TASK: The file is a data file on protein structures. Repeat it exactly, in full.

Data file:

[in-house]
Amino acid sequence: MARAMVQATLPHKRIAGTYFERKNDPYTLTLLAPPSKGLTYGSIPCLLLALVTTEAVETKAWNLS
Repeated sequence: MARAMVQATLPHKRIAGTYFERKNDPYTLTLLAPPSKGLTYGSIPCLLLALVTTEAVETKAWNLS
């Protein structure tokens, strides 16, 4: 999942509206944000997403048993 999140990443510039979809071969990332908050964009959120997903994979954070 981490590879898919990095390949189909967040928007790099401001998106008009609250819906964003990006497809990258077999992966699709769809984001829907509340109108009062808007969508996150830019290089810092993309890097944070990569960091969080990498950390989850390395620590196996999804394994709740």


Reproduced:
[in-house]
Amino acid sequence: MARAMVQATLPHKRIAGTYFERKNDPYTLTLLAPPSKGLTYGSIPCLLLALVTTEAVETKAWNLS
Repeated sequence: MARAMVQATLPHKRIAGTYFERKNDPYTLTLLAPPSKGLTYGSIPCLLLALVTTEAVETKAWNLS
């Protein structure tokens, strides 16, 4: 999942509206944000997403048993 999140990443510039979809071969990332908050964009959120997903994979954070 981490590879898919990095390949189909967040928007790099401001998106008009609250819906964003990006497809990258077999992966699709769809984001829907509340109108009062808007969508996150830019290089810092993309890097944070990569960091969080990498950390989850390395620590196996999804394994709740």